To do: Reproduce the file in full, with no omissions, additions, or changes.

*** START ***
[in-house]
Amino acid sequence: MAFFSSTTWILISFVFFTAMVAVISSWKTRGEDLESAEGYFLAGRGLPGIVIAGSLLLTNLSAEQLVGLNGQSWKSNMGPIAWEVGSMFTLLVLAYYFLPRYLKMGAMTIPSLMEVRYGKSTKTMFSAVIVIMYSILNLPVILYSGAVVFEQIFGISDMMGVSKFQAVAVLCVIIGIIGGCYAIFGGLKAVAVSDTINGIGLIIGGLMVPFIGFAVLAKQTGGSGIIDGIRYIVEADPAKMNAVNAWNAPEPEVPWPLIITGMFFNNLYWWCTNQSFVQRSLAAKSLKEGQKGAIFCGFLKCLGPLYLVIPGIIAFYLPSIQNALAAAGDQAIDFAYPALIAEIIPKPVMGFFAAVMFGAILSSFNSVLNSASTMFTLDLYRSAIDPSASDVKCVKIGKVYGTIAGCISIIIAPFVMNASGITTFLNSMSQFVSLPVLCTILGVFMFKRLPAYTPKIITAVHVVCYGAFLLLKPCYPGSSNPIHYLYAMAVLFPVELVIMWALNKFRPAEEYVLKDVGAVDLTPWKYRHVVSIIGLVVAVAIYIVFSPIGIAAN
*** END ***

[in-house]
Amino acid sequence: MAFFSSTTWILISFVFFTAMVAVISSWKTRGEDLESAEGYFLAGRGLPGIVIAGSLLLTNLSAEQLVGLNGQSWKSNMGPIAWEVGSMFTLLVLAYYFLPRYLKMGAMTIPSLMEVRYGKSTKTMFSAVIVIMYSILNLPVILYSGAVVFEQIFGISDMMGVSKFQAVAVLCVIIGIIGGCYAIFGGLKAVAVSDTINGIGLIIGGLMVPFIGFAVLAKQTGGSGIIDGIRYIVEADPAKMNAVNAWNAPEPEVPWPLIITGMFFNNLYWWCTNQSFVQRSLAAKSLKEGQKGAIFCGFLKCLGPLYLVIPGIIAFYLPSIQNALAAAGDQAIDFAYPALIAEIIPKPVMGFFAAVMFGAILSSFNSVLNSASTMFTLDLYRSAIDPSASDVKCVKIGKVYGTIAGCISIIIAPFVMNASGITTFLNSMSQFVSLPVLCTILGVFMFKRLPAYTPKIITAVHVVCYGAFLLLKPCYPGSSNPIHYLYAMAVLFPVELVIMWALNKFRPAEEYVLKDVGAVDLTPWKYRHVVSIIGLVVAVAIYIVFSPIGIAAN